No one can deny the value of modern medicine in emergencies and acute situations. We are all well aware of the dedication and sincerity of doctors and nurses, and everyone knows that drugs do save lives. Nonetheless, research is showing that moderate to high levels of antioxidants can also save lives but without the risk of serious side effects. Health Departments have to be cautious when it comes to new research and no one can argue against safe and sensible guidelines for taking single vitamins. However, issuing warnings against antioxidants is totally irresponsible when research is indicating their value in preventing the three major causes of death namely heart disease, cancer and stroke.

In sanctioning pharmaceutical drugs and discrediting antioxidants, history may record modern medicine on a par with the leeches, quacks and charlatans, and the activity of health authorities deliberately misguiding the public through the media might be contested as medical negligence.

Sensational headlines

Sensational headlines announcing 'Antioxidants may be harmful' followed a press release by Professor Norman Krinsky of Trufts University School of Medicine, who headed the antioxidant study for the Institute of Medicine. He warned against taking high levels of single antioxidants concluding "a direct connection between the intake of antioxidants and the prevention of chronic degenerative disease has yet to be established." He added, "After a comprehensive review of the scientific evidence, our panel concluded too little is known at present to provide a definitive answer."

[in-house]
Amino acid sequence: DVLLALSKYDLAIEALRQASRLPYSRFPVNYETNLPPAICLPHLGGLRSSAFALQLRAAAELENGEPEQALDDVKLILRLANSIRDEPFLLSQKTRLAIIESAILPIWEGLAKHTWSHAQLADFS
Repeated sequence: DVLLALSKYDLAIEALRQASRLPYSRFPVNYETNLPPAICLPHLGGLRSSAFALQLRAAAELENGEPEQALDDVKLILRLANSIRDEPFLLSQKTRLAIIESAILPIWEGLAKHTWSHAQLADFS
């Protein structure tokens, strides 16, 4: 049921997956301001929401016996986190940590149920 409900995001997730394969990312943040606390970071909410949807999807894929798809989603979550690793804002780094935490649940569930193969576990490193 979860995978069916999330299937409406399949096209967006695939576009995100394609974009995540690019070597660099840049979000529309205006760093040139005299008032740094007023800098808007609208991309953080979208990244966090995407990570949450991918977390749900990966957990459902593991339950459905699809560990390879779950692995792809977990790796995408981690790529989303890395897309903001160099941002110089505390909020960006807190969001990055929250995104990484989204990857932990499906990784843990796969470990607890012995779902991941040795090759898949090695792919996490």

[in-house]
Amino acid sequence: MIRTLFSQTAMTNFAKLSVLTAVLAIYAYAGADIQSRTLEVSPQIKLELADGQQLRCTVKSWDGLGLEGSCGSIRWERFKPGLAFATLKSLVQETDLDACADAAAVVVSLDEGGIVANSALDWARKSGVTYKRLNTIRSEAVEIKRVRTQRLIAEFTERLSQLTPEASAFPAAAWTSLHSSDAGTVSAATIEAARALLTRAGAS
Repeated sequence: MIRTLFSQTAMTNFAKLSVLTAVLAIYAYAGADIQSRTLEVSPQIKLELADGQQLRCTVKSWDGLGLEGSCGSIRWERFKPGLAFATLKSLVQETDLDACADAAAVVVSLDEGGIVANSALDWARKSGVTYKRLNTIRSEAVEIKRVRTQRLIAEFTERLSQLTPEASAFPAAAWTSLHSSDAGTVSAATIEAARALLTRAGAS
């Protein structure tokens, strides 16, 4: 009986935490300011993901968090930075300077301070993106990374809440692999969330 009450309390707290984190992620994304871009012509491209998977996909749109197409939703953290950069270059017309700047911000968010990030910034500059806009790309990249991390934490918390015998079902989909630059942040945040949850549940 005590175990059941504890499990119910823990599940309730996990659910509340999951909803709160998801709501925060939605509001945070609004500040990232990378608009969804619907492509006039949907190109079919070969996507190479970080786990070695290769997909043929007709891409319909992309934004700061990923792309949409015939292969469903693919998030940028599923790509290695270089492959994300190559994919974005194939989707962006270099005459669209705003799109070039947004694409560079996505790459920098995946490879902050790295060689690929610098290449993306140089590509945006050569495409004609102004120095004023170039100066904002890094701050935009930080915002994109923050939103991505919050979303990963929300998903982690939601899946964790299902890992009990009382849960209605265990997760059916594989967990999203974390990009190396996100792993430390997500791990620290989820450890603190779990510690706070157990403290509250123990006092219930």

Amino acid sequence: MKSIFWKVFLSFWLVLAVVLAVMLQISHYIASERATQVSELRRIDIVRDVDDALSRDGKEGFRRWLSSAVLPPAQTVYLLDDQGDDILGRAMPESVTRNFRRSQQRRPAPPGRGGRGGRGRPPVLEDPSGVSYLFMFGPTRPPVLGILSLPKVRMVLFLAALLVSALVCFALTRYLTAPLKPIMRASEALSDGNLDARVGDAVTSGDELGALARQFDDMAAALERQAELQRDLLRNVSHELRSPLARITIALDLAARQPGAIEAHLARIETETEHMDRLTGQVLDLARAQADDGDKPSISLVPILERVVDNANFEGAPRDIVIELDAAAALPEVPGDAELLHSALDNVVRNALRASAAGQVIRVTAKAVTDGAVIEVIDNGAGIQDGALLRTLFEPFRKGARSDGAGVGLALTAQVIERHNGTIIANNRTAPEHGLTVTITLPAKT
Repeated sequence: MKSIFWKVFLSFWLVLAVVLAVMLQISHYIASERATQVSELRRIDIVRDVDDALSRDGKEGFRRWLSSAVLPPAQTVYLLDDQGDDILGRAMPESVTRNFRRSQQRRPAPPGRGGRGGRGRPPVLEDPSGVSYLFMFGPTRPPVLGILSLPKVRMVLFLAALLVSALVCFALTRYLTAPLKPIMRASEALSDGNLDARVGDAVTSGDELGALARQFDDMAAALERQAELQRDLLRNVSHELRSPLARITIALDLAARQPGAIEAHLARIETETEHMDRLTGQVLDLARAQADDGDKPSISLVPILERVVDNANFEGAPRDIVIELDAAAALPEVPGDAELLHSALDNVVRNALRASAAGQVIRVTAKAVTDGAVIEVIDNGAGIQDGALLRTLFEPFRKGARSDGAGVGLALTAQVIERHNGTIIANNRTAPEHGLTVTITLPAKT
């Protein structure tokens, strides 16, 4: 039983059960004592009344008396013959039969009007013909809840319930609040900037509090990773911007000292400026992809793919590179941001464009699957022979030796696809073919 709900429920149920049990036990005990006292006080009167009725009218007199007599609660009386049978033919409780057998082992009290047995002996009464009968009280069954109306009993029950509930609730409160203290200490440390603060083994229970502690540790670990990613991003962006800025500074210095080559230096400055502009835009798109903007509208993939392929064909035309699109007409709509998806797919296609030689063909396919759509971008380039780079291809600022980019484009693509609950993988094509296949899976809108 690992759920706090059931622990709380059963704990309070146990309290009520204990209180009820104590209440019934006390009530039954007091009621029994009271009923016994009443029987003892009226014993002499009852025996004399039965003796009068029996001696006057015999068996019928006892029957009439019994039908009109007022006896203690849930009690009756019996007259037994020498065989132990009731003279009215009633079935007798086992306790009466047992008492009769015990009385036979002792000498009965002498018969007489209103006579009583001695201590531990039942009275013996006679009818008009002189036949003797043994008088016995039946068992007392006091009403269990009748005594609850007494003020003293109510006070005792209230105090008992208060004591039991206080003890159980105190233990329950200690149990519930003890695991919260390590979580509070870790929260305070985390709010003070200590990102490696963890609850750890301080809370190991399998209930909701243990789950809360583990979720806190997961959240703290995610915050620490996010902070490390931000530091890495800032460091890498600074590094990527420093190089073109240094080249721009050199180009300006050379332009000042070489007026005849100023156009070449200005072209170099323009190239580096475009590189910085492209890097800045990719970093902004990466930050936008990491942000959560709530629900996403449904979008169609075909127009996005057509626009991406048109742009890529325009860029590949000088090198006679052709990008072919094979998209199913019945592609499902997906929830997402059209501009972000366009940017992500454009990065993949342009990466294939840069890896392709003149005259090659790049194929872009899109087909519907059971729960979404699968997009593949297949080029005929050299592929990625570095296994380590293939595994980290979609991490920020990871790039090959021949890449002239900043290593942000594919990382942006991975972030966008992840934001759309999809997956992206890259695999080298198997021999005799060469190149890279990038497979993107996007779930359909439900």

The same institute spoke in this manner about folic acid. At the time when research indicated 400µg folic acid reduces neural defects by 70% – this occurring only with supplements or fortification not with folic acid rich food,[26] and 400-800 µg folic acid per day could reduce the risk of vascular disease,[27] the Institute ignored the research and actually lowered the RDA for this essential nutrient to substandard levels! Their concern was the possible masking of pernicious anaemia – a very rare disorder among women of childbearing age. The US Institute of Medicine was wrong when they warned against folic acid. They made a serious mistake; they may be wrong again in warning against antioxidants.

Essential supplements